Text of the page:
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Profession development meetings led by students help gain new perspective

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Teachers filled the tables for their Wednesday professional development in rooms 267 and 240. They took notes and talked quietly with those around them. But this time, it wasn’t the master teachers or administrators they were listening to. It was a panel of student leaders.

In an effort to discuss the effectiveness of certain teaching styles, principal Brian Knight brought in a group of students to lead the professional development meetings on Feb. 27. He hoped the students would help the teachers think about their instruction in a new way.

“It gives a good perspective from their point of view of what’s beneficial, and then secondly, it really aligns to the work we’ve been doing,” Knight said.

According to Knight, the student leaders were chosen from AP and advanced classes as well as clubs and other organizations. He says he is trying to have the group represent the SHS student population as a whole.

Emma Herwehe
Principal Brian Knight and master teacher Chris Finkhouse monitor a Padlet that teachers post questions to for the student panel.

Knight has been working with the student leaders for a year and a half now. He has been leading meetings and listening to their perspectives over topics such as in-class activities and lesson plans.

During these meetings, the students have been looking over the teachers’ rubrics and talking with the master teachers.

“When we started asking those questions about what creates a really good learning experience…, (the students) were giving us really good feedback,” Knight said. “They were giving us feedback on stuff we’ve been trying to work on the past couple of years in the professional development meetings.”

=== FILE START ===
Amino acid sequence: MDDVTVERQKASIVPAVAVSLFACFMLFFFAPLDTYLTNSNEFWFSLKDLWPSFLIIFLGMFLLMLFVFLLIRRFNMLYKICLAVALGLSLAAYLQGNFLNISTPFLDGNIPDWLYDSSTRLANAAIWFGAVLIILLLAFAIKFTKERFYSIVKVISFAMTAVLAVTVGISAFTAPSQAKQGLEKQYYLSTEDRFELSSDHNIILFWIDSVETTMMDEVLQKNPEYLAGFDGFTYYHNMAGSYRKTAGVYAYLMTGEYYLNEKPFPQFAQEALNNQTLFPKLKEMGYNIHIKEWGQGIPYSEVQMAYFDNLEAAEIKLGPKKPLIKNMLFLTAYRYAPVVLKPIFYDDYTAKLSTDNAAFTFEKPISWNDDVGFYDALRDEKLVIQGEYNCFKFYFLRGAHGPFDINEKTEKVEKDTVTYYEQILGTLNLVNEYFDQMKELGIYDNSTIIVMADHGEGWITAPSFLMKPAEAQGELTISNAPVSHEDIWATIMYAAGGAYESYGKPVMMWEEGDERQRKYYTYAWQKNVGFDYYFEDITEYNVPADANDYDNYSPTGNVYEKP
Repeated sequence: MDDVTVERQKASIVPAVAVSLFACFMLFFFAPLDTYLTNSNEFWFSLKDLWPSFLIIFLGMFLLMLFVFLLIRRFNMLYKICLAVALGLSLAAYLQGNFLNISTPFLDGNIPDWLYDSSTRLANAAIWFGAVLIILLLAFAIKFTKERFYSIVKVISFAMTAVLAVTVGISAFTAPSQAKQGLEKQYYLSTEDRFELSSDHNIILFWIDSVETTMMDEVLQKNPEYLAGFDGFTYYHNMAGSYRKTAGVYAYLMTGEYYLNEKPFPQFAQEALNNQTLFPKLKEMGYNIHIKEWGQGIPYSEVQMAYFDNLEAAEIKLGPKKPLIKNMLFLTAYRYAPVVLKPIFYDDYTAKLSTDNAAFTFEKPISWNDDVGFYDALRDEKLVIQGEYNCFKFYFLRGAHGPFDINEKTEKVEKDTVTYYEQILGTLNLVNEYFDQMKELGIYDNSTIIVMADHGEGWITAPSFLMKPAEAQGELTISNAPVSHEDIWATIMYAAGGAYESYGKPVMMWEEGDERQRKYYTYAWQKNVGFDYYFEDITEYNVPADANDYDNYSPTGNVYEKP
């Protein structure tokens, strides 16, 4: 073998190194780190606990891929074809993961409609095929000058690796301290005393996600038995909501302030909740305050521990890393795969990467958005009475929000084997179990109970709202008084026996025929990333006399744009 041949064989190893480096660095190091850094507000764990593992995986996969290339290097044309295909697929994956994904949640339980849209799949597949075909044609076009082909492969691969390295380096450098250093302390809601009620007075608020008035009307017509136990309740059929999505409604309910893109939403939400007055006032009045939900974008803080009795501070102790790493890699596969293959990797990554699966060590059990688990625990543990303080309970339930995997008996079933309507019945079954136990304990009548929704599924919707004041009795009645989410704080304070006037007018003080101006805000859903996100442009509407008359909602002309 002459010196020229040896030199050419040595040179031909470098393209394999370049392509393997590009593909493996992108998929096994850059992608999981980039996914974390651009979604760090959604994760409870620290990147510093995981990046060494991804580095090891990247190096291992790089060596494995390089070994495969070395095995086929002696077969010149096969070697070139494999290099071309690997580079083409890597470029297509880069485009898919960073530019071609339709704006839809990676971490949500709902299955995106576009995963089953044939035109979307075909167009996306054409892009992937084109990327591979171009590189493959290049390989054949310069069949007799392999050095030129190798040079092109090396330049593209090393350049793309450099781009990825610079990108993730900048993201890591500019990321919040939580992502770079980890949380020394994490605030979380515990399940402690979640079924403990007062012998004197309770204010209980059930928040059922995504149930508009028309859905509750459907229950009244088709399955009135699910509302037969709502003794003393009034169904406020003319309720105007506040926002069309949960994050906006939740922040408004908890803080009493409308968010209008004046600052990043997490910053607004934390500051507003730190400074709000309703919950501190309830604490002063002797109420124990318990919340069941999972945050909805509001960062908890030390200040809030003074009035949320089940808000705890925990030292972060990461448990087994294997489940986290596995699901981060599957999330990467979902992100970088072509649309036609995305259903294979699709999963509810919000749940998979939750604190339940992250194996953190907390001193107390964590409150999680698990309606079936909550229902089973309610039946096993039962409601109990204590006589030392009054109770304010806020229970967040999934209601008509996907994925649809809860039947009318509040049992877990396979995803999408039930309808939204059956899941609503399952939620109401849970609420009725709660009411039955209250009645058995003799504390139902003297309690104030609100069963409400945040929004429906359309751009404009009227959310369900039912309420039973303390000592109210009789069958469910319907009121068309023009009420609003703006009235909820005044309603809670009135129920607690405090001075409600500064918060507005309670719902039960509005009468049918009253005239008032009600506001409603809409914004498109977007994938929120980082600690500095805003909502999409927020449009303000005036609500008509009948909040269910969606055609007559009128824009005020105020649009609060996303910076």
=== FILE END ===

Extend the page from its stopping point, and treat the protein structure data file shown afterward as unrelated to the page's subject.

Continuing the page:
During the meeting, the master teachers led questions over the students’ education and teachers’ instruction styles, which were topics that were introduced during student leader meetings. Students then shared their opinions and ideas over these.

Senior and student leader Liz Lamkin was grateful for this opportunity, and she believes that it is important for teachers to take advantage of it.

“I think that they just needed a different perspective,” Lamkin said. “I think that it was necessary for teachers, instead of teachers telling teachers what to do all the time. Bringing students in… kind of gives them insight on what they’re doing well.”

Master teacher Josef Horvath says that including students is a smart choice. He thinks that teachers should appreciate this unique opportunity.

“A lot of times, the teachers only hear from (master teachers) as instructional coaches or from the administration team or just from each other,” Horvath said. “But, we don’t really have the opportunity to get feedback from students.”

According to Horvath, students’ opinions are very important.